Matt Warshaw obits on surf culture pioneer John Severson, dead at eighty-three.
On Friday, the surf media pioneer John Severson affixed his angel wings and soared to heaven, perhaps bumping into BeachGrit’s Michael Kocher in the queue.
Now, Severson, who was eighty three, really was something. A hell of an artist, a swinging filmmaker and a businessman who turned the childish act of balancing on a surfboard into a fabulously profitable enterprise via the magazine Surfer.
Obits on the old man are everywhere. But no one can articulate a fellow surfer’s legacy better than surf historian Matt Warshaw.
BeachGrit: Here’s a story you’ll like. I was visiting the office of The Surfer’s Journal, being shown around the joint by its editor when I was introduced to the owner. Oh, Mr Severson, I cried. What a pleasure it is to meet you. You’re the voice, the creator of surf media. Of course, as you know, it wasn’t Severson but Steve Pezman. So who the hell was John Severson and why does he matter?
Warshaw: You made Steve Pezman’s day. A hot young gun making a fool of himself, and the idea that he (Pez) could be mistaken for the great Sevo. Steve’s a big gentle honey bear, but he’s got some bastard deep inside, and he can be as insecure as the rest of us, so that’s a double win for him.
In 1968 when the psychedelic train pulled into town, John, who was 35, ancient, climbed onboard, rang the bell, and drove the fucking thing.
BeachGrit: Fuck, wait a minute, that’s a lazy open-ended question. I might’ve just said, how about you write an obit for free? Okay. You know him? What kind of man was he?
Warshaw:John was first and foremost an artist. Sort of like Andrew Kidman or Thomas Campbell, where the first thought every morning is to pick up a camera or a brush or a pencil and just start making something. The big difference between Severson and all those guys is that he was also a business genius. SURFER was a hit from issue #1. He spun off all kinds of things, posters, shirts, books, even mugs, and he just never seemed to put a foot wrong when making a deal. And then finally, and most spectacularly, in 1968 when the psychedelic train pulled into town, John, who was 35, ancient, climbed onboard, rang the bell, and drove the fucking thing.
BeachGrit: God he could draw, couldn’t he.
Warshaw: The early stuff is fantastic, the later stuff is sentimental shit. John was the Rod Stewart of surf artists.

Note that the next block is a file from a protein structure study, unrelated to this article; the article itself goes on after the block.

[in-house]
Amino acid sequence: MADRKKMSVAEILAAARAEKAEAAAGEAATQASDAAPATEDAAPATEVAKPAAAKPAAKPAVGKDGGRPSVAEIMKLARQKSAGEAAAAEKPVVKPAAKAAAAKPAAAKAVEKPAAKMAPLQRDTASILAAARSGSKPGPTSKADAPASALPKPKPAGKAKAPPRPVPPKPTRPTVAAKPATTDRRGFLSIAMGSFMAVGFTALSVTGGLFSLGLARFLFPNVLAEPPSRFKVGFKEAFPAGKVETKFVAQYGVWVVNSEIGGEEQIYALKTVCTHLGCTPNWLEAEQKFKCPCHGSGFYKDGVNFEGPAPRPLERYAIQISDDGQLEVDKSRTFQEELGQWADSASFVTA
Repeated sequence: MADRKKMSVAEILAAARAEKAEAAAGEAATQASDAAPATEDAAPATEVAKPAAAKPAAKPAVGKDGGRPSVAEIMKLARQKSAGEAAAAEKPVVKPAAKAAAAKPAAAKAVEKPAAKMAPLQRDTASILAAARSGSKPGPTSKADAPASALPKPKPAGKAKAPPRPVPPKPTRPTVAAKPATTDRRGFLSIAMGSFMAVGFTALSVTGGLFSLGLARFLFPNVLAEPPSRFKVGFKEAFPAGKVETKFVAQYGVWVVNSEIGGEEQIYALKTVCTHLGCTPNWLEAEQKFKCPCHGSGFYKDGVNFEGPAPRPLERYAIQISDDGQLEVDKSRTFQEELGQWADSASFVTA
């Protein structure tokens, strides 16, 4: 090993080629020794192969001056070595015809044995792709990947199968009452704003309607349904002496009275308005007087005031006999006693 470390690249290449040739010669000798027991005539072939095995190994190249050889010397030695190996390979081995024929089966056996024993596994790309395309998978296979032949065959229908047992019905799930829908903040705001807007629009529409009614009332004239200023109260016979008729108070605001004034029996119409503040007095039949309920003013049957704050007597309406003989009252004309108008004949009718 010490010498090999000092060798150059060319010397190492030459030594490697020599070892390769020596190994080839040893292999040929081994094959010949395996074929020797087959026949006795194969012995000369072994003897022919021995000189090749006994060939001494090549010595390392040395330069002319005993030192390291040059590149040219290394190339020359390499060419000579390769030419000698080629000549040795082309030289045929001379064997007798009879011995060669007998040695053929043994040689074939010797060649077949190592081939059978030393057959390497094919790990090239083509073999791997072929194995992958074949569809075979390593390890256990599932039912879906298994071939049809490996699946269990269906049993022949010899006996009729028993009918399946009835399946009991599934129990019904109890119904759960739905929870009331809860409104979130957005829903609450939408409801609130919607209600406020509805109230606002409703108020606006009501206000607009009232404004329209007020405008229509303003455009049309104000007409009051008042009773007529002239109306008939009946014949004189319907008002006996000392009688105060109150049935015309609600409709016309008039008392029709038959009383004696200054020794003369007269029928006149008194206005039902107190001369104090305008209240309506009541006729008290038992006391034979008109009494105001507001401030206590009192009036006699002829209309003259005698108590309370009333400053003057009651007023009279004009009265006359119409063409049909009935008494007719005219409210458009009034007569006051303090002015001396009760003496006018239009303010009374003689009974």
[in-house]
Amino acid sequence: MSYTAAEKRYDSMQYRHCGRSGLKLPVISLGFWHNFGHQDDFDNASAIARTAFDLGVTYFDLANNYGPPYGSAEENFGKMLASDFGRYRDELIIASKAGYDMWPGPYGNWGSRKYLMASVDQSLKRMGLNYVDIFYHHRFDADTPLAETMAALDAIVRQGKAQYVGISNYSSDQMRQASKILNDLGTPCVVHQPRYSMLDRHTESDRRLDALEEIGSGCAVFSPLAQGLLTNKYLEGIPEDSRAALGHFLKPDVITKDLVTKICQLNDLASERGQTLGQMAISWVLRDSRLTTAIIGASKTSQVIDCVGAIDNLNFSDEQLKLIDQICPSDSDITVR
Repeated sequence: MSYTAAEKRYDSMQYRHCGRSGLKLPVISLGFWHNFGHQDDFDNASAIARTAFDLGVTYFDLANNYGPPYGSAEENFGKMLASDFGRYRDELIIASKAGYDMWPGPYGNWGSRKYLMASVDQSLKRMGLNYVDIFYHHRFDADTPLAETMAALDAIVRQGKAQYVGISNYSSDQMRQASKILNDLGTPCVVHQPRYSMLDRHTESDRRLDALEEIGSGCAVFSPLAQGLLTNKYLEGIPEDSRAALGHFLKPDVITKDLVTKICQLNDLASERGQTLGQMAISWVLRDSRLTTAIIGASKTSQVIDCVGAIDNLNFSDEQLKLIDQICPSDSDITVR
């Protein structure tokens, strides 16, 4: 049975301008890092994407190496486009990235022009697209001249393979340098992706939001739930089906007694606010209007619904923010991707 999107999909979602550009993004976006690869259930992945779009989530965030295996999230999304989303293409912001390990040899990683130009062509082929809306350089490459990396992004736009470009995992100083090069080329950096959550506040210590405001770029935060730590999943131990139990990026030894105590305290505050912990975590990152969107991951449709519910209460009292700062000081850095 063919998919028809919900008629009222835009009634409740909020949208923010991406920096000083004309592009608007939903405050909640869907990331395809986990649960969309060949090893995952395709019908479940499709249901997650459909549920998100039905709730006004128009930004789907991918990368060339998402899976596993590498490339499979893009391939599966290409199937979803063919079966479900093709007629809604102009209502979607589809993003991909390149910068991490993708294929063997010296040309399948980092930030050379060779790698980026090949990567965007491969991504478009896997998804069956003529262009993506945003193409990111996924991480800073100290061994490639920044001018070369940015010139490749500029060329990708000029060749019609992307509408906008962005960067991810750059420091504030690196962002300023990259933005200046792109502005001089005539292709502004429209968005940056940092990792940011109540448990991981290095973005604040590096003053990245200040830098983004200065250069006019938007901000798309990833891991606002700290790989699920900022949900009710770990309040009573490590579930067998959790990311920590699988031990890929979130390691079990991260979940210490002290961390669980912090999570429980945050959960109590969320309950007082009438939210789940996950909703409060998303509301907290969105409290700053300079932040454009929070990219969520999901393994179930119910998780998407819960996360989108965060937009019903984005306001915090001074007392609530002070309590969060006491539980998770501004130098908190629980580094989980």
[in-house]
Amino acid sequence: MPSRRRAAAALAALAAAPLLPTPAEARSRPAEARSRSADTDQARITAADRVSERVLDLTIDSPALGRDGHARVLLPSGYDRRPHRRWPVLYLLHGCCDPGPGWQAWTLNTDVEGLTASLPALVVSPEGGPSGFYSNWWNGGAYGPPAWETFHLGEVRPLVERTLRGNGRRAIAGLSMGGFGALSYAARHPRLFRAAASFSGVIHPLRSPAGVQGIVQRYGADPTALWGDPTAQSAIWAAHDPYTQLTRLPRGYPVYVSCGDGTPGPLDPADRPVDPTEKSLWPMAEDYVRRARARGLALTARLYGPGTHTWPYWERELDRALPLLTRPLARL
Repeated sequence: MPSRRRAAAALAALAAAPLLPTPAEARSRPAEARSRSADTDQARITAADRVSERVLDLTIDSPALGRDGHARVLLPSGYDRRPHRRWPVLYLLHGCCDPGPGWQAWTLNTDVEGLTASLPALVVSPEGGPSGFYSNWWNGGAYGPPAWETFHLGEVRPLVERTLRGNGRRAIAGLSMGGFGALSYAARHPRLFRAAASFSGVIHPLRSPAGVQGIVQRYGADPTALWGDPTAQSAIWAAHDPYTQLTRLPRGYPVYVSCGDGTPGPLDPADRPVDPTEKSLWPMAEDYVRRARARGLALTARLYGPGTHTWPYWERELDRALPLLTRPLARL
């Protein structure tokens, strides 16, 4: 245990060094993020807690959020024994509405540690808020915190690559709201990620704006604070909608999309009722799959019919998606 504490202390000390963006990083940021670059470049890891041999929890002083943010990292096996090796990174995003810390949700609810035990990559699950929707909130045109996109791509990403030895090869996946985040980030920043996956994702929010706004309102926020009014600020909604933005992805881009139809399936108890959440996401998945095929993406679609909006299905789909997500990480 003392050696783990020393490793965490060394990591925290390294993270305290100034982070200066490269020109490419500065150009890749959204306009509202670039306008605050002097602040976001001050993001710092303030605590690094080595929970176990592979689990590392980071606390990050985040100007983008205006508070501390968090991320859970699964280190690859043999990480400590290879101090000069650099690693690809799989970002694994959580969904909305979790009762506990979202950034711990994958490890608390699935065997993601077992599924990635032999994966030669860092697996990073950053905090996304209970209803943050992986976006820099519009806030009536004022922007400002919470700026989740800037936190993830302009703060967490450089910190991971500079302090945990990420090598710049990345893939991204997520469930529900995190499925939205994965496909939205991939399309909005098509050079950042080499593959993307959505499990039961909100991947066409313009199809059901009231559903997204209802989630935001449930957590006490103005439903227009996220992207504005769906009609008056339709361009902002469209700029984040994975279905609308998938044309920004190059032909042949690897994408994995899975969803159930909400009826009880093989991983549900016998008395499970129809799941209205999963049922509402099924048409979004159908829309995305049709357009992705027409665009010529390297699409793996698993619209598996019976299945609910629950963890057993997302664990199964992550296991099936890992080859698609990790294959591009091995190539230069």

BeachGrit: First question. Severson sure do matter. One of the first surf filmmakers. A massive influence in that regard, yes?
Warshaw:He’s famous for starting SURFER, the “Bible of the Sport” and everything, and that’s what will go on his tombstone. But he was probably a better filmmaker than he was a publisher. Or at least just as good. Pacific Vibrations is his magus opus, and it’s kind of too big a bummer for its own good, what with all the dire environmental messaging and everything. But as a craftsman, I think he was the best, and that includes Greg MacGillivray and Jim Freeman there.
BeachGrit: And then he started a magazine with the best name ever, The Surfer, which later became Surfer. So he kicked off the whole surf media thing, yeah?
Warshaw:There were a couple shitty little surf magazines just before surfer. Greg Noll did one, and it was fish wrap. SURFER made it stick.
The early stuff is fantastic, the later stuff is sentimental shit. John was the Rod Stewart of surf artists.
BeachGrit: He had this fabulous role call of talent, the artist Rick Griffin, photographer Ron Stoner, write Drew Kampion, and, yeah, Steve Pezman. It wasn’t as if surf media kicked off with some crummy zine. What do you think Severson’s opinion of current surf media would be?
Warshaw:He had the best eye for talent, like nobody before or since. He knew who was great and who was just merely very good, and he also knew how to develop talent. Ron Stoner was promising when he first arrived at SURFER, but John arguably turned him into the Stoner we now revere. John paid Ron, for starters, buffed him out with the best equipment, and most importantly was able to express to Ron—John himself was an excellent photographer—how to move around a lineup, try different angles, experiment. Ron needed that.
BeachGrit:You think he’d be enjoying Surfer, as is, 2017?
Warshaw:John had a huge friendly ever-present smile, but he was a shark, maybe the biggest surf media shark ever, it’s how he did what he did for that amazing 12-year run. Velvet glove, iron fist, John didn’t invent it, but it applied it better than anyone in surf. All that said, at his core John was really upbeat and positive. Loved his work, loved his hobbies, I don’t ever saw much of a distinction between the two. He viewed his life and one continuous art piece, and demanded a lot of himself and others, but also was stood back often and beamed at how it was all turning out. I think he’d find things to enjoy about SURFER today, and I’m sure he’d be thinking, always, of how he could improve it.
BeachGrit: Had a bitchin joint at Cottons, yeah? Did he surf into dotage?
Warshaw:He had the best beachfront house at Cottons, back when the Marines were still keeping the place mostly on lockdown. John lived next door to Nixon, and it turned out that the President either had John’s house bugged, or was monitoring all the comings and goings, and John and his family got freaked out enough by all the Secret Service guys, and the weird clicks on the phone, the whole early ‘70s paranoia, that John sold the magazine, handed the publisher keys to Pezman, and moved to Maui. Retired for good at age 36. Surfed and painted right up to the end, I believe.
BeachGrit:How do you think his iconic quote stacks up in 2017: “In this crowded world the surfer can still seek and find the perfect day, the perfect wave, and be alone with the surf and his thoughts.”
Warshaw: Isn’t that why we still do it?